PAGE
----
A couple of months ago I received an email from Kim Sykes, an architect and early friend of ‘the improvised life’. She wrote:

“We are hearing a lot about I.E.Ds in the news from Iraq and Afghanistan. I.E.Ds are Improvised Explosive Devices. Every time I hear the word “improvised” I think of your blog so when I heard this, I wondered how you might discuss negative improvisation and how everything we make no matter how innovative or creative can have an effect, positive hopefully, but also negative.”

Kim’s words are a startling reminder of the negative forms of creativity we all encounter daily, from Bernard Madoff’s ponzi scheme to computer viruses to mortgage-backed securities. I.E.D’s are a breathtakingly heinous form, one that easily becomes an abstraction. We humans have been devising ways to destroy each other forever. Wikipedia lists eleven pages of variations on the I.E.D theme, including sophisticated devices that have been constructed with the most innocuous items, like scavenged washing machine timers, mobile phones, and garage door openers. Its citations go back to 1000 AD, where monkeys and pigs were used as incendiaries in China.

As I was thinking about Kim’s email, I came across this strange, powerful image of an “Improvised Empathic Device” nestled, like some subversive force, among the listings on the first google page about I.E.Ds. It is a project of SWAMP (Studies in Work Atmospheres and Mass Production), whose mandate is “to find creative expression within elements of culture that are inherently counter-creative.”  Their Improvised Empathic Device is meant to make us make us understand, viscerally and emotionally, the reality of the human loss in war:

“SWAMP’s I.E.D. project aims to give substantial and physical awareness to the death and violence occurring in the Middle East, by creating direct physical pain from the reported events of killed American soldiers, whose details are not found to be as newsworthy by the media.

A custom software application continuously monitors a website ( that updates the personal details and numbers of slain U.S. soldiers. When new deaths are updated on the website, the data is extracted and sent wirelessly to custom hardware installed on the I.E.D. armband. The LCD readout displays the soldiers’ name, rank, cause of death and location and then triggers an electric solenoid to drive a needle into the wearers arm, drawing blood and immediate attention to the reality that a soldier has just died in the Iraq war.”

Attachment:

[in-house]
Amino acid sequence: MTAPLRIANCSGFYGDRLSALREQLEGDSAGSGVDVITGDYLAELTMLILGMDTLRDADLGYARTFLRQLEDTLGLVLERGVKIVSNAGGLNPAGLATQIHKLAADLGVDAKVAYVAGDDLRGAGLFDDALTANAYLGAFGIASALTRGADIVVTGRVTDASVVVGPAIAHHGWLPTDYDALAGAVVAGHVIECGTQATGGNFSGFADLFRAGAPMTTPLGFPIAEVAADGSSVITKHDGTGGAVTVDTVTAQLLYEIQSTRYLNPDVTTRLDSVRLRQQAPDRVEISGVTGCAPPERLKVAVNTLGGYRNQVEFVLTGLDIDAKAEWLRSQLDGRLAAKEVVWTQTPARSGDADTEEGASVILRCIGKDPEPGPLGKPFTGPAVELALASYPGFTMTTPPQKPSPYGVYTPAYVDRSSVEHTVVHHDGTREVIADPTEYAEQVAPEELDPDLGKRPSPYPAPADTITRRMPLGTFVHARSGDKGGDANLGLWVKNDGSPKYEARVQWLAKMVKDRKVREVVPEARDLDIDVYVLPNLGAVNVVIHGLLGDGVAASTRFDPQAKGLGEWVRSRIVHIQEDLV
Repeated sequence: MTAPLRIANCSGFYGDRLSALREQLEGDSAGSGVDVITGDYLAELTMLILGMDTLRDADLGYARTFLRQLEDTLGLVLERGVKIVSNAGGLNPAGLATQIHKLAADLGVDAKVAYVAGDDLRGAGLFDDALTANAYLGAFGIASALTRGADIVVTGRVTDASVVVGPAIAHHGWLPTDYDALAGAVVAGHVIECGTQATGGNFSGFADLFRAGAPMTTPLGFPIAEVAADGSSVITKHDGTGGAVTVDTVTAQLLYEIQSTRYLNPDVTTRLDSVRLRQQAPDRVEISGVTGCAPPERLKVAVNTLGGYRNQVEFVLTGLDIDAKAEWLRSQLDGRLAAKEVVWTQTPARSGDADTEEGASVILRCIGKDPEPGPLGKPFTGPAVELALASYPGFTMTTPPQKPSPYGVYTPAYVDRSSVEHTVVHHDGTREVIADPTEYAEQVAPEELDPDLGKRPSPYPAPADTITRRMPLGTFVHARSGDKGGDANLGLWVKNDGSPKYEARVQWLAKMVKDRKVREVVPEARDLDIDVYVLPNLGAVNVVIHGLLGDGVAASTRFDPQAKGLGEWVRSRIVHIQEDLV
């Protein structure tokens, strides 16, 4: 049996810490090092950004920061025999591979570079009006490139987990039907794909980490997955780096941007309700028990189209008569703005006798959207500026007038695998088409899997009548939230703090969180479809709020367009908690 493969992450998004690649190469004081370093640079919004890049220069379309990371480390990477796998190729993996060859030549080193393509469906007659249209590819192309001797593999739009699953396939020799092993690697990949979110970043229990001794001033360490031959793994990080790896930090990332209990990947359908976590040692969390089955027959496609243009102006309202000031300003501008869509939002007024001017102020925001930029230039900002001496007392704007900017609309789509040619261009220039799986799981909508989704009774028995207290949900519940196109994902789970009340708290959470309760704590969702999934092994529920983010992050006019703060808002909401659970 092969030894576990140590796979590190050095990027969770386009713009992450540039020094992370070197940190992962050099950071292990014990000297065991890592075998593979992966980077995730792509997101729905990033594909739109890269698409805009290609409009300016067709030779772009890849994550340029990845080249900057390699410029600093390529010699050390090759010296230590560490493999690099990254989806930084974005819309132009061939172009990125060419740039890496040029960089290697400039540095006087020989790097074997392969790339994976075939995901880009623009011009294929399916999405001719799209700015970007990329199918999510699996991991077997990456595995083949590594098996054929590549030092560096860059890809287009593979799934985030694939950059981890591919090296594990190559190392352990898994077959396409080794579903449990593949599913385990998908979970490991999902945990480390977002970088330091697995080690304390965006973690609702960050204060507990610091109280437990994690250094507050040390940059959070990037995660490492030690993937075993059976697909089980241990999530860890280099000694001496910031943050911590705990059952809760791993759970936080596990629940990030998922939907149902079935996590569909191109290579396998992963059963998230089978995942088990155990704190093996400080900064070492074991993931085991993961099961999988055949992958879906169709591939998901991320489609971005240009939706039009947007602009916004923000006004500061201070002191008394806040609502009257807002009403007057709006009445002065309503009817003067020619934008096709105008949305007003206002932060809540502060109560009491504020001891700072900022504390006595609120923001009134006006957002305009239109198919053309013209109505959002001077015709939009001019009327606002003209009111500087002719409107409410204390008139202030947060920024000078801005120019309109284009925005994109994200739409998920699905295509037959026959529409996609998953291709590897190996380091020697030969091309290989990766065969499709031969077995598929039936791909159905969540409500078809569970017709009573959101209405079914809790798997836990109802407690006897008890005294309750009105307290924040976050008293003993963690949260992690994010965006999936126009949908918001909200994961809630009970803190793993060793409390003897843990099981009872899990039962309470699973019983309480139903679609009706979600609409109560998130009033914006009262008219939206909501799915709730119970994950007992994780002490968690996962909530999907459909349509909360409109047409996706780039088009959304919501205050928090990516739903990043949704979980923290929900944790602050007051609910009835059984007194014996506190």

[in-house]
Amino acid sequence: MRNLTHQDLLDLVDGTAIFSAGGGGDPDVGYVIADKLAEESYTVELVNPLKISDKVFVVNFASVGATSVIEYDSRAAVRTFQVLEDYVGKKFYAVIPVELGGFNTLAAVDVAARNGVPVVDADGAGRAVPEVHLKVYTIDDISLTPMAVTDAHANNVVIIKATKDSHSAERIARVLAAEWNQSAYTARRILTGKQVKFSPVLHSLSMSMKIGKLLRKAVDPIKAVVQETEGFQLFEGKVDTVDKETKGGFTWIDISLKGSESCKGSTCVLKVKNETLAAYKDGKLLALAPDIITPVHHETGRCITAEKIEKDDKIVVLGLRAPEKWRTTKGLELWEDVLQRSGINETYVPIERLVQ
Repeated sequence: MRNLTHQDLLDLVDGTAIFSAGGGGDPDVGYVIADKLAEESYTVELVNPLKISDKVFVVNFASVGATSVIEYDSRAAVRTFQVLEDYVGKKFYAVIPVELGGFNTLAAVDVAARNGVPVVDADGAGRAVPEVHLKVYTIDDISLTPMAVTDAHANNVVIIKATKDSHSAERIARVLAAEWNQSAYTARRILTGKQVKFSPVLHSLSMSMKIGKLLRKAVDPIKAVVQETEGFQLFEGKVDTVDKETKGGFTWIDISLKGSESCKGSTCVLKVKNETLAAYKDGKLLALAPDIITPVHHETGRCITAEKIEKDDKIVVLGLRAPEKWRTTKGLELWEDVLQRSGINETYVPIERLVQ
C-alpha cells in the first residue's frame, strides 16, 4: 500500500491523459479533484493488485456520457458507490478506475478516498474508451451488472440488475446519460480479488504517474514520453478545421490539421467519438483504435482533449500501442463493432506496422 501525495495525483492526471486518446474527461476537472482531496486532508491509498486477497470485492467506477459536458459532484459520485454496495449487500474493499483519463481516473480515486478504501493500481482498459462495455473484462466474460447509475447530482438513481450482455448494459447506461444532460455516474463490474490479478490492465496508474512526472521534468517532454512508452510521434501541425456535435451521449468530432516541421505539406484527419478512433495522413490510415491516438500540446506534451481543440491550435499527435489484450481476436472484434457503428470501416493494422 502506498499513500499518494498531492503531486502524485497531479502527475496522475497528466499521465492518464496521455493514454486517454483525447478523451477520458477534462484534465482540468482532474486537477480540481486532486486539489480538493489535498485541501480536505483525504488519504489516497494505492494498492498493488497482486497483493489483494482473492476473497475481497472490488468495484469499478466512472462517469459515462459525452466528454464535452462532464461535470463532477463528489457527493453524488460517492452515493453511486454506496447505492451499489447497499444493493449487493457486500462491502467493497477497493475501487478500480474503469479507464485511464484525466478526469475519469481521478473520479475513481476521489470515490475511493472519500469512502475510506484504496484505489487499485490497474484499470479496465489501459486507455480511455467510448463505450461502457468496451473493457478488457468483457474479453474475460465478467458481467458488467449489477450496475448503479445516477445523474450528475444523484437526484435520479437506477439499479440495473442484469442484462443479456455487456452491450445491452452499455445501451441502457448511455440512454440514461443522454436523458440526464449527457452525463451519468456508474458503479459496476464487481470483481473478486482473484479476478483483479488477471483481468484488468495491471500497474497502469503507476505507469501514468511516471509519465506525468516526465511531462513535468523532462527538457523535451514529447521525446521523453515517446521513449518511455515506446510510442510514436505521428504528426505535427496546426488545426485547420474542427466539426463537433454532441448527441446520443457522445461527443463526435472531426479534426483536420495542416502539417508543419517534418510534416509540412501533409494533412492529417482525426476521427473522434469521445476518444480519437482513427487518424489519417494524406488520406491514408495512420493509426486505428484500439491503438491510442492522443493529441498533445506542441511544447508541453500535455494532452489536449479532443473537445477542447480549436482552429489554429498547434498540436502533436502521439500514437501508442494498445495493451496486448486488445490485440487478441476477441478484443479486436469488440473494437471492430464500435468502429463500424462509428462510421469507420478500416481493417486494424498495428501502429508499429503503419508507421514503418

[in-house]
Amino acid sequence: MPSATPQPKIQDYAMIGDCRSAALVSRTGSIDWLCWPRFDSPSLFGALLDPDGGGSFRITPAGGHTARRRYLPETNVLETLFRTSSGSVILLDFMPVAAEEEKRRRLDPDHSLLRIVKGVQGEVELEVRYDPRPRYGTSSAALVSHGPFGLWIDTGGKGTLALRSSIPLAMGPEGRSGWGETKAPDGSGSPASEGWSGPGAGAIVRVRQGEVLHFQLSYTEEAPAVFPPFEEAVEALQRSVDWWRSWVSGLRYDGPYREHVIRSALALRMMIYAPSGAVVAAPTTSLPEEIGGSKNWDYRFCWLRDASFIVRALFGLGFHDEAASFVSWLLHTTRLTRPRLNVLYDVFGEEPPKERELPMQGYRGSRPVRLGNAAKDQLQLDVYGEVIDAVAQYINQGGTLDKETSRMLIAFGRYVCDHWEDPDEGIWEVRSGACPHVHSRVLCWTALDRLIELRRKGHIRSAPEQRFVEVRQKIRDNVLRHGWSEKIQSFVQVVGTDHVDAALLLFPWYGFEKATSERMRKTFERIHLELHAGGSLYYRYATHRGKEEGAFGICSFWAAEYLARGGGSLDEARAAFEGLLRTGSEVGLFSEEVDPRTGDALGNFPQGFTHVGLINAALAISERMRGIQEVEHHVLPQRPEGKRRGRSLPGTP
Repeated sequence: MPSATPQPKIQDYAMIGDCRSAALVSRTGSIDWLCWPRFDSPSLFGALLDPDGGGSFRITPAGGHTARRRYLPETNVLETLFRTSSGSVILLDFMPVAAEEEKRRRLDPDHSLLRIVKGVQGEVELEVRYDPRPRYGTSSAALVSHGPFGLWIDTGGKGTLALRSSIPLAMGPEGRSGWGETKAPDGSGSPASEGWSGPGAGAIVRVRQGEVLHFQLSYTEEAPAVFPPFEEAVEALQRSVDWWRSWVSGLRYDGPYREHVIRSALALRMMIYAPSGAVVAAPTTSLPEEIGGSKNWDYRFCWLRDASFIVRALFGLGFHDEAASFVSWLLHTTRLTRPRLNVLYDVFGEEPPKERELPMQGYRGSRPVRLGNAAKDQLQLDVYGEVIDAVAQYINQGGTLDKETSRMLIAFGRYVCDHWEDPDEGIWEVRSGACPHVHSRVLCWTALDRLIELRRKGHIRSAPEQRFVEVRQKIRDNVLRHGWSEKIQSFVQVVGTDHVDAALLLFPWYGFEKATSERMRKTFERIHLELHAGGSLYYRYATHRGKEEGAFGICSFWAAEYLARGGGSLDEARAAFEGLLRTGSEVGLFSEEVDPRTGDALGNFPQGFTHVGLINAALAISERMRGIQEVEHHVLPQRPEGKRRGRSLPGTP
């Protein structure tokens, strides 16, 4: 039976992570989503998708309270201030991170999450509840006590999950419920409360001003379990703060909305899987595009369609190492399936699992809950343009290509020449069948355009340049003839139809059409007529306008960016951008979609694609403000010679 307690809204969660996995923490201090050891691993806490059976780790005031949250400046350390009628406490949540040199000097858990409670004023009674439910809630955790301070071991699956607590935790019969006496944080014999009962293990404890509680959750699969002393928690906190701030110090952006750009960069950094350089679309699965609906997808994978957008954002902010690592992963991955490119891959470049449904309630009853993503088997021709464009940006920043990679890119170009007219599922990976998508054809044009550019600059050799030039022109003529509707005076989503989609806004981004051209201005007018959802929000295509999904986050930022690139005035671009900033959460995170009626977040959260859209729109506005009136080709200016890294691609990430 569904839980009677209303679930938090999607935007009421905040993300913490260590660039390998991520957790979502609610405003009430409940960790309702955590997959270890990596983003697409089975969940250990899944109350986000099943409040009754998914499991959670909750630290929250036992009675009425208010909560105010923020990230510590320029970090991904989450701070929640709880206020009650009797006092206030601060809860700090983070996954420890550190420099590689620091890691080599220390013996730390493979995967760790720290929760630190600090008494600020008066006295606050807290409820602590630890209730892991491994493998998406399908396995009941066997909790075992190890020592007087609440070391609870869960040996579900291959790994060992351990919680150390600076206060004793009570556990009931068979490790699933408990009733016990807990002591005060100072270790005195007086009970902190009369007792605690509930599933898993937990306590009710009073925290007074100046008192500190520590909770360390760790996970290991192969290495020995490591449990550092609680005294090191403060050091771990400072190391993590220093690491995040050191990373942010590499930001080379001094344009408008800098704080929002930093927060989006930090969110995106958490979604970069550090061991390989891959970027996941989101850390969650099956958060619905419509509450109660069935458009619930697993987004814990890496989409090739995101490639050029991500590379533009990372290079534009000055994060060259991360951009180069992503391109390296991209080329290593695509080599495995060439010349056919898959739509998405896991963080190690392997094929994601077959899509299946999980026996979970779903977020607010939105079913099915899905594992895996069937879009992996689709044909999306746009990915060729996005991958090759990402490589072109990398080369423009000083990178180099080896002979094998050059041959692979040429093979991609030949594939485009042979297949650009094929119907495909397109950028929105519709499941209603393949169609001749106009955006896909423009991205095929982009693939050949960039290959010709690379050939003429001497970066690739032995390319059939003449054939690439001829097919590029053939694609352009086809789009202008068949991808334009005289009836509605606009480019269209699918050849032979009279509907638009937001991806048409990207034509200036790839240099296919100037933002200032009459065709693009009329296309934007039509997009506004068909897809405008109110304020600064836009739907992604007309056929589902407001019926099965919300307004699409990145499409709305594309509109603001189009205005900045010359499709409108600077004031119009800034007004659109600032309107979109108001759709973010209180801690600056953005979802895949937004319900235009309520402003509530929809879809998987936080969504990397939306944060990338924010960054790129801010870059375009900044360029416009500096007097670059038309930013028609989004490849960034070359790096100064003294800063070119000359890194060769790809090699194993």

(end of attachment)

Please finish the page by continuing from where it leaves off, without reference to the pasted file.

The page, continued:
Fierce stuff.

I find that the very name Improvised Empathic Device is in itself a powerful idea. Are there tools we can each devise that will help us to be more empathic,  and disarm our fears and negative views so that we can create for the good.

Sally Schneider
Sally Schneider

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2 replies on “fierce stuff: improvised empathic device (I.E.D)

  1. I was once in a roomful of hundreds of strangers. Someone was giving a talk.

    She said, “Think of the worst moment you’ve ever had in your life, the worst thing that has ever happened to you.” I did so, and felt bad all over again.

    “Now,” she said, “consider this. It is reasonable to assume that everyone in this room has had a similar experience.”

    Suddenly, I was filled with compassion. I looked at my neighbor with new, old eyes.

  2. Wow, Sally. This is really great, and wonderful that you rose to this difficult but important challenge, expanding the reach of your subject into human nature and spirit. I found this really thought provoking, with a huge, gentle but inexorable emotional impact.

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